The United States Navy (USN) originally sought an attack-minded Unmanned Combat Aerial Vehicle (UCAV) drone vehicle and developed the "Unmanned Carrier-Launched Airborne Surveillance and Strike" (UCLASS) program around this requirement. The venture was based around the thinking of a long-ranged stealth-minded airspace penetrator that could also double as an armed reconnaissance platform when needed, all the while operating from the USN's Nimitz- and Ford-class "supercarriers". There were the usual defense industry takers involved: Boeing, General Atomics, Lockheed Martin, and Northrop Grumman. However, the USN eventually revised their requirement to become an unmanned aerial tanker which left Northrop to bail on the initiative to better serve company interests elsewhere (quite unfortunate because the company made good early progress in the field with active testing of their X-47B UAV aboard USN carrier decks). This has left just Boeing, General Atomics, and Lockheed in the running with Boeing interestingly also being a notable backer of the General Atomics venture (this based on the Sea Avenger UAV detailed elsewhere on this site).
The Lockheed MQ-25 "Stingray" proposal, revealed through artist renderings released from 2017 (note this was prior to the USN program requirements revision, moving away from UCLASS, later that year), makes use of a true triangle shaping which blends wing-and-body into a sleek "flying wing" aircraft. A single engine is installed in the aft-section of the fuselage and aspirated through a dorsal intake over (and aft) of the nose with exhaust through a ring at the rear. An external fuel tank is pictured fitting ventrally along the aircraft's belly. The Lockheed Stingray sits on a retractable, wheeled tricycle undercarriage which should be reinforced for the rigors of carrier-based operations. A retractable arrestor hook (mounted under the extreme aft-end of the fuselage) facilitates carrier deck landings and support for catapult launches. Folding wings will make for a smaller footprint for the Stingray aboard space-strapped carrier hangar decks - the wings folding at about their midway point over the wingroot.
An off-the-shelf single engine fit figures into the design mix as this approach lessens complication of logistics and maintenance while utilizing a proven power source. The MQ-25 will be a subsonic performer based on supplied details and some additional influence for the growing project is naturally being garnered from previous Lockheed stealth programs such as the soon-to-be F-35 "Lightning II" - of which the MQ-25 Stingray is said to borrow its tricycle undercarriage from.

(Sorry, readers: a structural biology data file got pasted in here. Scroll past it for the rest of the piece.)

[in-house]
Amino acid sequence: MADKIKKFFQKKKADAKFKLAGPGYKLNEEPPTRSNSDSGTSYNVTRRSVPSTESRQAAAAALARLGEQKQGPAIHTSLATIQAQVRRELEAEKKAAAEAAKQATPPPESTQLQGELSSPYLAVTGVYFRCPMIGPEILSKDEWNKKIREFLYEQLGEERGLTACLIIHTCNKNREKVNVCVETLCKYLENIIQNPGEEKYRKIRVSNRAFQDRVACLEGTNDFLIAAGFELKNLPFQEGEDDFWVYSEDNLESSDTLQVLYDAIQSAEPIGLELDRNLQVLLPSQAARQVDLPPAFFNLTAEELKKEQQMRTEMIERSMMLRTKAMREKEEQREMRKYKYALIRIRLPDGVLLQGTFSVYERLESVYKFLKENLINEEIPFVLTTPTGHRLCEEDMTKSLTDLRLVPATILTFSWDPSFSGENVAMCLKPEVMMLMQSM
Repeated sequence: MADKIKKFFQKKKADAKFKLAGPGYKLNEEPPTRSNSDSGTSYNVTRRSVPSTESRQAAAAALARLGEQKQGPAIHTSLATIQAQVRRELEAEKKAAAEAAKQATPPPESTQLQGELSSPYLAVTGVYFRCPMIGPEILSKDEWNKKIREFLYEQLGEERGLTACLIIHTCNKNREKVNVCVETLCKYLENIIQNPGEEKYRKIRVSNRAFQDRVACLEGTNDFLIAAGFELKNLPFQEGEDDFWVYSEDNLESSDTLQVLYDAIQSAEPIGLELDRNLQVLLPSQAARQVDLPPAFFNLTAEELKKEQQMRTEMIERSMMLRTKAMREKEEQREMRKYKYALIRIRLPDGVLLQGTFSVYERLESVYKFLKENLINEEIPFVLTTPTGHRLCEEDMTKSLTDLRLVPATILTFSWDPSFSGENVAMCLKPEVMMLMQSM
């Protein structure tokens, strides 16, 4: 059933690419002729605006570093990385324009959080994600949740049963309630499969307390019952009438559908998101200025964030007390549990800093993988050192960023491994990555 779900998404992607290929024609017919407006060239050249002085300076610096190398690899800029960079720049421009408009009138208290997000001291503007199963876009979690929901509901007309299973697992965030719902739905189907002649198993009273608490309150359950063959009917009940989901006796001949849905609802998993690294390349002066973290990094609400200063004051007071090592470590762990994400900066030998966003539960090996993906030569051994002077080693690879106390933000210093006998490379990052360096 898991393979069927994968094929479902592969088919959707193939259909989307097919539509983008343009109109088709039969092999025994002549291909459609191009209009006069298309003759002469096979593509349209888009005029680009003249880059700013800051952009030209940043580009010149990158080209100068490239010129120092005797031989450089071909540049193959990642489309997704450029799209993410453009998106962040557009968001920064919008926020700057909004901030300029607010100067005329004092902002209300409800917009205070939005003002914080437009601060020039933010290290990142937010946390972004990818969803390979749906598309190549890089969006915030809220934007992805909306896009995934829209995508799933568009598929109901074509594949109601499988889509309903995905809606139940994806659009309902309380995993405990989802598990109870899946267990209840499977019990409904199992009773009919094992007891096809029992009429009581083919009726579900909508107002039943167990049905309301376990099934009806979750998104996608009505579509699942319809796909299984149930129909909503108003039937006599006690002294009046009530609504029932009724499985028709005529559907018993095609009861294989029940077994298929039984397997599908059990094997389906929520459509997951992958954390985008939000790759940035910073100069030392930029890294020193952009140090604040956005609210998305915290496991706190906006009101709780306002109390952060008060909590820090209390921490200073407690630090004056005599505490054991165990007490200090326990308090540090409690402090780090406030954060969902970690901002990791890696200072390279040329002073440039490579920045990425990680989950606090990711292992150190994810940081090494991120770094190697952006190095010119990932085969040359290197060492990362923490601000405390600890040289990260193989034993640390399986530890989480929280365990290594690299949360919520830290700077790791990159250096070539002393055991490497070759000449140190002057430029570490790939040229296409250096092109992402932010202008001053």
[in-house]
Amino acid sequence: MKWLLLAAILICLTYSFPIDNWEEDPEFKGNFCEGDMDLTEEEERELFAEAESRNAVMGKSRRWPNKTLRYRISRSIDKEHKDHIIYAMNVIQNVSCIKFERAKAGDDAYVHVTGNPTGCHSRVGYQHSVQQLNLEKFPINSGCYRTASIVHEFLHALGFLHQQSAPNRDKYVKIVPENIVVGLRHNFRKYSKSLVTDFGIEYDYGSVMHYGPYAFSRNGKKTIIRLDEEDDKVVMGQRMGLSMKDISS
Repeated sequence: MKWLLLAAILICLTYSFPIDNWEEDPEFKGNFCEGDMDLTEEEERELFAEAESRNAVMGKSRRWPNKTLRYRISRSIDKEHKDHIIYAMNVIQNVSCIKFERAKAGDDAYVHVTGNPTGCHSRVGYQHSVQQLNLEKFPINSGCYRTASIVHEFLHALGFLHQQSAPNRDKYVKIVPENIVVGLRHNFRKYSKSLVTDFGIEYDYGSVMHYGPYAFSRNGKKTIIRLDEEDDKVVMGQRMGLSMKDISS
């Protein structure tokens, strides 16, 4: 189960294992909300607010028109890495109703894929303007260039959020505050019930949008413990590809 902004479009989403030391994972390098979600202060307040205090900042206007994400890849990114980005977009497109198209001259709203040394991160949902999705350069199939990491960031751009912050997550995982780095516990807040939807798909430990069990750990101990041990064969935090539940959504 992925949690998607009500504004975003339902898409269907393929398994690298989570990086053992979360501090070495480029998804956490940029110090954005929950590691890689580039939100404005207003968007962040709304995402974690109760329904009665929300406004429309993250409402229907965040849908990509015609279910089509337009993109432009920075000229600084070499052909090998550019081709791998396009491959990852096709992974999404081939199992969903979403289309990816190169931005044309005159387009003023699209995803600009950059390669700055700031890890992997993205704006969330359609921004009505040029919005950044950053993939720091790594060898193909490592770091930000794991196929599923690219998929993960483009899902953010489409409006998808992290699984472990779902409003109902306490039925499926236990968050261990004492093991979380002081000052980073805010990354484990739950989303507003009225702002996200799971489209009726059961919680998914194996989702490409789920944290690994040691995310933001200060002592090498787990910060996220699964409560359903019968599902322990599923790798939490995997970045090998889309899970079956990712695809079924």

The flying wing shape, as far as combat aircraft go, has (to some) offered the best prospects for the needed long-range, long-endurance air vehicle for it promotes inherently strong aerodynamic principles, including natural lifting properties, while also providing greater, continuous internal volume than a traditionally-arranged aircraft with a defined fuselage, mainplanes, and tail unit. Lockheed's original design direction for UCLASS was the "bat wing" shaped stealthy "Sea Ghost" so MQ-25 is somewhat a departure from this initiative.
It is expected that this vehicle, as it is currently rendered, will influence the upcoming Lockheed MQ-25 Stingray proposal - which is competing squarely with Boeing's MQ-25 offering detailed elsewhere on this site and unveiled through press release pictures. General Atomics is also in the running and is slowly shaping their own Stingray submission.
The USN plans to field an entire fleet of some seventy-two UAVs in the aerial tanker role aboard its supercarrier fleet - the most powerful warships in the world. These will be used to succeed the in-service, now-converted fleet of F/A-18 "Super Hornets" currently equipped for the aerial tanker role (as "Buddy Tankers"), freeing these airframes to continue their service lives in their original roles as strike fighters. Additionally, unmanned air systems do no risk pilots in wartime and can sometimes be a fiscally better procurement venture than manned aircraft which require additional avionics and life support systems.
The MQ-25 is being designed to carry upwards of 14,000lb of aviation fuel and to be able to operate with existing refueling technology found in current-generation strike fighters like the Super Hornet line (namely its extendable fuel probe). Range is expected to reach around 500 nautical miles from the carrier source to allow for return trips of the UAV system. An operator, with a real-time camera feed installed in the Stingray, will be part of the refueling action leading to the belief that completely autonomous in-flight refueling of combat aircraft is still some years (perhaps decades) away. The buddy refueling pod will be of an existing USN design which the MQ-25 will carry under a starboard underside hardpoint. The portside hardpoint will be reserved for special mission pods or ordnance. Also along port will be a retractable sensor-equipped traversing ball unit.
The MQ-25 from Lockheed will not be wholly autonomous as the General Atomics model plans to be. Instead, a pilot will be part of the operational flow, particularly during the deck movement phase. The human pilot will operate the aircraft through wide-angle real-time camera feeds featuring zoom capability to better coordinate with deck crew.